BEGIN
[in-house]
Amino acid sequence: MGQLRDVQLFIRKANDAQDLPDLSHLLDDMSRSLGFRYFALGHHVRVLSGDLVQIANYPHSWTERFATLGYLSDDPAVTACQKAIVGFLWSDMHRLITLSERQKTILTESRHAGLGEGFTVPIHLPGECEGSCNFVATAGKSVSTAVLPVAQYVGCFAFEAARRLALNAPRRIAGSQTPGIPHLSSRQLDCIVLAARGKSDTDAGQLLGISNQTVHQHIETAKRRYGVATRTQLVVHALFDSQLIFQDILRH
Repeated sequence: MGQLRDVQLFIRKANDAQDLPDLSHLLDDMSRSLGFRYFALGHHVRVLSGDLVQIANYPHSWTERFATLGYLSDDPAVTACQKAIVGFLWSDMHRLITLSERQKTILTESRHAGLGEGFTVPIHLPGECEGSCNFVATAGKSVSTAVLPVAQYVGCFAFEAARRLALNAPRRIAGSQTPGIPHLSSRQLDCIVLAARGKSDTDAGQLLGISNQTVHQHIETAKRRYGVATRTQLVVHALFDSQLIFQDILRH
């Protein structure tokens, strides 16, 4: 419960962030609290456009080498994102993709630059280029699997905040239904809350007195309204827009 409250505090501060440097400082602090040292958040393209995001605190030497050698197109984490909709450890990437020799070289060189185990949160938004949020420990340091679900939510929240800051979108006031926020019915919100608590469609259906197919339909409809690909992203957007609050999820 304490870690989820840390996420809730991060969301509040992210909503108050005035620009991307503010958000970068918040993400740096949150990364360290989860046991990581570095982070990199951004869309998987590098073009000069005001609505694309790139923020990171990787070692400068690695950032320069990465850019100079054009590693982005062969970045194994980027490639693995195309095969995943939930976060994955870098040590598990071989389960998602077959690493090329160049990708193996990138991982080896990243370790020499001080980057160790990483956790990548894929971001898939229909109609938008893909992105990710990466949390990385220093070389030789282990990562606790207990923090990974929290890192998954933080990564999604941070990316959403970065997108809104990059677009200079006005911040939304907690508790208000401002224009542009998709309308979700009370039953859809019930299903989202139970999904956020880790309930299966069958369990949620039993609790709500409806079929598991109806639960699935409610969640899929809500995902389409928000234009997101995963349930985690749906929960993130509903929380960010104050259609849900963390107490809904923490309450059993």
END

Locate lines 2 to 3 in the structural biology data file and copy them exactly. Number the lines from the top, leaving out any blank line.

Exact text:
Amino acid sequence: MGQLRDVQLFIRKANDAQDLPDLSHLLDDMSRSLGFRYFALGHHVRVLSGDLVQIANYPHSWTERFATLGYLSDDPAVTACQKAIVGFLWSDMHRLITLSERQKTILTESRHAGLGEGFTVPIHLPGECEGSCNFVATAGKSVSTAVLPVAQYVGCFAFEAARRLALNAPRRIAGSQTPGIPHLSSRQLDCIVLAARGKSDTDAGQLLGISNQTVHQHIETAKRRYGVATRTQLVVHALFDSQLIFQDILRH
Repeated sequence: MGQLRDVQLFIRKANDAQDLPDLSHLLDDMSRSLGFRYFALGHHVRVLSGDLVQIANYPHSWTERFATLGYLSDDPAVTACQKAIVGFLWSDMHRLITLSERQKTILTESRHAGLGEGFTVPIHLPGECEGSCNFVATAGKSVSTAVLPVAQYVGCFAFEAARRLALNAPRRIAGSQTPGIPHLSSRQLDCIVLAARGKSDTDAGQLLGISNQTVHQHIETAKRRYGVATRTQLVVHALFDSQLIFQDILRH